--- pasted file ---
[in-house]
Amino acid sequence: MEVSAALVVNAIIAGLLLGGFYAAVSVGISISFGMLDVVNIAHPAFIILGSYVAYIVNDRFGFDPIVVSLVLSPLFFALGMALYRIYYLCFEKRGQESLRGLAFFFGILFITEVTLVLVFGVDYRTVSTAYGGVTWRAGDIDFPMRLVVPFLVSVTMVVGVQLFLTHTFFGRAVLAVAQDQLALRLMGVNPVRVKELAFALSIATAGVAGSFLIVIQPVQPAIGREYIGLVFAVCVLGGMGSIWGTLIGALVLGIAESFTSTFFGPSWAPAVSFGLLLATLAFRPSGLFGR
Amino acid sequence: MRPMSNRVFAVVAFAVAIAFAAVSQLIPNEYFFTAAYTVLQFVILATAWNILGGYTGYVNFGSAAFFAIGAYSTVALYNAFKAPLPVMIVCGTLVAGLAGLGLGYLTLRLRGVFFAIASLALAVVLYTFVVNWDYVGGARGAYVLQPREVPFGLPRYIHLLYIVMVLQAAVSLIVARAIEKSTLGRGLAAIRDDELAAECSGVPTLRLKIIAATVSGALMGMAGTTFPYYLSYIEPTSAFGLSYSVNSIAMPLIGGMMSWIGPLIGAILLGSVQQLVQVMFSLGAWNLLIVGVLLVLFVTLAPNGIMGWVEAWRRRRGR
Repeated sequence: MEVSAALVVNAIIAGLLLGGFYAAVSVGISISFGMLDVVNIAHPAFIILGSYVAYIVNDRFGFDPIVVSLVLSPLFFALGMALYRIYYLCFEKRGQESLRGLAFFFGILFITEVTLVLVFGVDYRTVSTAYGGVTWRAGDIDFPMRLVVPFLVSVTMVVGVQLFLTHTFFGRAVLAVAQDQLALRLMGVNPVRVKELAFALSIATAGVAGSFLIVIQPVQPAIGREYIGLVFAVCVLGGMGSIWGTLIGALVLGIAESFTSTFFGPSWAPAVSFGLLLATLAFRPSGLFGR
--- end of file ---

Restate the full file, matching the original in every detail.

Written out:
[in-house]
Amino acid sequence: MEVSAALVVNAIIAGLLLGGFYAAVSVGISISFGMLDVVNIAHPAFIILGSYVAYIVNDRFGFDPIVVSLVLSPLFFALGMALYRIYYLCFEKRGQESLRGLAFFFGILFITEVTLVLVFGVDYRTVSTAYGGVTWRAGDIDFPMRLVVPFLVSVTMVVGVQLFLTHTFFGRAVLAVAQDQLALRLMGVNPVRVKELAFALSIATAGVAGSFLIVIQPVQPAIGREYIGLVFAVCVLGGMGSIWGTLIGALVLGIAESFTSTFFGPSWAPAVSFGLLLATLAFRPSGLFGR
Amino acid sequence: MRPMSNRVFAVVAFAVAIAFAAVSQLIPNEYFFTAAYTVLQFVILATAWNILGGYTGYVNFGSAAFFAIGAYSTVALYNAFKAPLPVMIVCGTLVAGLAGLGLGYLTLRLRGVFFAIASLALAVVLYTFVVNWDYVGGARGAYVLQPREVPFGLPRYIHLLYIVMVLQAAVSLIVARAIEKSTLGRGLAAIRDDELAAECSGVPTLRLKIIAATVSGALMGMAGTTFPYYLSYIEPTSAFGLSYSVNSIAMPLIGGMMSWIGPLIGAILLGSVQQLVQVMFSLGAWNLLIVGVLLVLFVTLAPNGIMGWVEAWRRRRGR
Repeated sequence: MEVSAALVVNAIIAGLLLGGFYAAVSVGISISFGMLDVVNIAHPAFIILGSYVAYIVNDRFGFDPIVVSLVLSPLFFALGMALYRIYYLCFEKRGQESLRGLAFFFGILFITEVTLVLVFGVDYRTVSTAYGGVTWRAGDIDFPMRLVVPFLVSVTMVVGVQLFLTHTFFGRAVLAVAQDQLALRLMGVNPVRVKELAFALSIATAGVAGSFLIVIQPVQPAIGREYIGLVFAVCVLGGMGSIWGTLIGALVLGIAESFTSTFFGPSWAPAVSFGLLLATLAFRPSGLFGR